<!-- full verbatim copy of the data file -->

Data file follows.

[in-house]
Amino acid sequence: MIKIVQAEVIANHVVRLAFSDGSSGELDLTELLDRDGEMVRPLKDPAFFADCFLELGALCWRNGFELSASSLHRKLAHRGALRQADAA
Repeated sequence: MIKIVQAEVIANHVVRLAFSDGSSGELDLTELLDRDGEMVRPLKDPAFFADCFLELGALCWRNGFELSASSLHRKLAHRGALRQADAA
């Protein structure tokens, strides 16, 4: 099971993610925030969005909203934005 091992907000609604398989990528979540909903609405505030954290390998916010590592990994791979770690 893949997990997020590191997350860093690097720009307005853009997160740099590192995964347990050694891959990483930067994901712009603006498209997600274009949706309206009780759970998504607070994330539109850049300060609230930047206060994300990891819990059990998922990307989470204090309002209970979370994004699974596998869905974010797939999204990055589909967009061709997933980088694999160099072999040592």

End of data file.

[in-house]
Amino acid sequence: MIKIVQAEVIANHVVRLAFSDGSSGELDLTELLDRDGEMVRPLKDPAFFADCFLELGALCWRNGFELSASSLHRKLAHRGALRQADAA
Repeated sequence: MIKIVQAEVIANHVVRLAFSDGSSGELDLTELLDRDGEMVRPLKDPAFFADCFLELGALCWRNGFELSASSLHRKLAHRGALRQADAA
């Protein structure tokens, strides 16, 4: 099971993610925030969005909203934005 091992907000609604398989990528979540909903609405505030954290390998916010590592990994791979770690 893949997990997020590191997350860093690097720009307005853009997160740099590192995964347990050694891959990483930067994901712009603006498209997600274009949706309206009780759970998504607070994330539109850049300060609230930047206060994300990891819990059990998922990307989470204090309002209970979370994004699974596998869905974010797939999204990055589909967009061709997933980088694999160099072999040592």